Journal Article
Research Support, Non-U.S. Gov't
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Histochemical and metabolic changes in lower leg muscles in exercise-induced pain.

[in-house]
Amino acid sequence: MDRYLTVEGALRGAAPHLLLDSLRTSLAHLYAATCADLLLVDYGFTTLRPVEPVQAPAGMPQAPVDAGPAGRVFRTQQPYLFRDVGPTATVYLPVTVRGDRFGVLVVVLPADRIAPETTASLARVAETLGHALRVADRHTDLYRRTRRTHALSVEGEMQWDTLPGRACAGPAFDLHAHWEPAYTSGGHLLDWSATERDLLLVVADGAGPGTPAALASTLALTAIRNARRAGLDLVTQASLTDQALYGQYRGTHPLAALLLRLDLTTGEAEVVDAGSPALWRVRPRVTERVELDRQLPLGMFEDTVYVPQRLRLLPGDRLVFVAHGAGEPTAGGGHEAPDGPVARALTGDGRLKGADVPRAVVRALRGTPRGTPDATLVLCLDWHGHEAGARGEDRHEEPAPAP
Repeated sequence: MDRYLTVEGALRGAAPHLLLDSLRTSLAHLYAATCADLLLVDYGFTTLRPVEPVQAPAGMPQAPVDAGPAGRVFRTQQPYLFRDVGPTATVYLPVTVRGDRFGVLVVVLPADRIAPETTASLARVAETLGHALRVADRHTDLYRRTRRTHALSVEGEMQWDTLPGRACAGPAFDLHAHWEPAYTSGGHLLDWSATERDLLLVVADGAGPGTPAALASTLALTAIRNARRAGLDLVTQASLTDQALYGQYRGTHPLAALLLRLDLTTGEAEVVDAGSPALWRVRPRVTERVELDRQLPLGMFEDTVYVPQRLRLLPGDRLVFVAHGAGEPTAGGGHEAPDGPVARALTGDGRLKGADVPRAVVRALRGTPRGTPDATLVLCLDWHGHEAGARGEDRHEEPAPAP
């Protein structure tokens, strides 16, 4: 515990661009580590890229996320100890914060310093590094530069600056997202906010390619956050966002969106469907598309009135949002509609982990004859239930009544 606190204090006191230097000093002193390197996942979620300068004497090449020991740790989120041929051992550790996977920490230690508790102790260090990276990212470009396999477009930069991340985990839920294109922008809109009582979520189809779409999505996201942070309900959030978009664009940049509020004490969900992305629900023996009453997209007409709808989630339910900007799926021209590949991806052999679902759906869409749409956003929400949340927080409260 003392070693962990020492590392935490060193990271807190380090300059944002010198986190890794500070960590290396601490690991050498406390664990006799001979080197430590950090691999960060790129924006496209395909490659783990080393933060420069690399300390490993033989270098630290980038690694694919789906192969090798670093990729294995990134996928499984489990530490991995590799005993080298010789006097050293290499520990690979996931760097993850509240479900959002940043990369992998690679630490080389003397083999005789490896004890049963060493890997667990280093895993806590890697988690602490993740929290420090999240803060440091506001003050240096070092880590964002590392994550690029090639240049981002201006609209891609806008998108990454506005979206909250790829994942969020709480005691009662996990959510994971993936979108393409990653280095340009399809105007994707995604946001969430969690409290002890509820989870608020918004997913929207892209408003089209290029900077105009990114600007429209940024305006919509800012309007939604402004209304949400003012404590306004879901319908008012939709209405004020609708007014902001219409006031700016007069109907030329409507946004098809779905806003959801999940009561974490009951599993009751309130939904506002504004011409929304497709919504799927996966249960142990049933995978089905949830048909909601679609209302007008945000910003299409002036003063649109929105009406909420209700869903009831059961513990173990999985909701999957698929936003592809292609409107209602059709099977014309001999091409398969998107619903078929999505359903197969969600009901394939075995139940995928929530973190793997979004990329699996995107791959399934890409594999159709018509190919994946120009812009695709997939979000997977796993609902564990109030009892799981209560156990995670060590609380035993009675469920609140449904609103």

Intramuscular pressure, fiber type distribution, relative cross-sectional area of slow-twitch muscle fibers, muscle lactate, and water content were studied in eight patients with medial tibial syndrome and in eight patients with chronic anterior compartment syndrome. The variables were determined before and after standardized exercise that provoked lower leg pain. In patients with medial tibial syndrome, the intramuscular pressures in the deep posterior compartment were not elevated before or 10 min after exercise. In patients with chronic anterior compartment syndrome, there was a significant post-exercise increase from 9 +/- 9 to 48 +/- 35 mmHg (P less than 0.01) in the anterior tibial compartment. The patients with medial tibial syndrome and chronic anterior compartment syndrome had a predominance of slow-twitch fibers in the deep posterior (69% and 77%, respectively) as well as in the anterior tibial (69% and 80%, respectively) compartments. The slow-twitch muscle fibers covered less cross-sectional area than could be expected from the fiber composition. Muscle lactate concentration did not increase after exercise in any of the patient groups in contrast to the healthy controls in whom there was an increase (P less than 0.05). The lactate change ratio (post-exercise/pre-exercise) correlated negatively to the percentage of slow-twitch muscle fibers (P less than 0.05) in the patients but not in the healthy controls. Muscle water content increased for both patient groups in the anterior tibial but not in the deep posterior compartment. The findings indicate that the chronic anterior compartment syndrome is related to changes on the muscle fiber level and to a subsequently changed anaerobic metabolism and fluid infiltration.(ABSTRACT TRUNCATED AT 250 WORDS)

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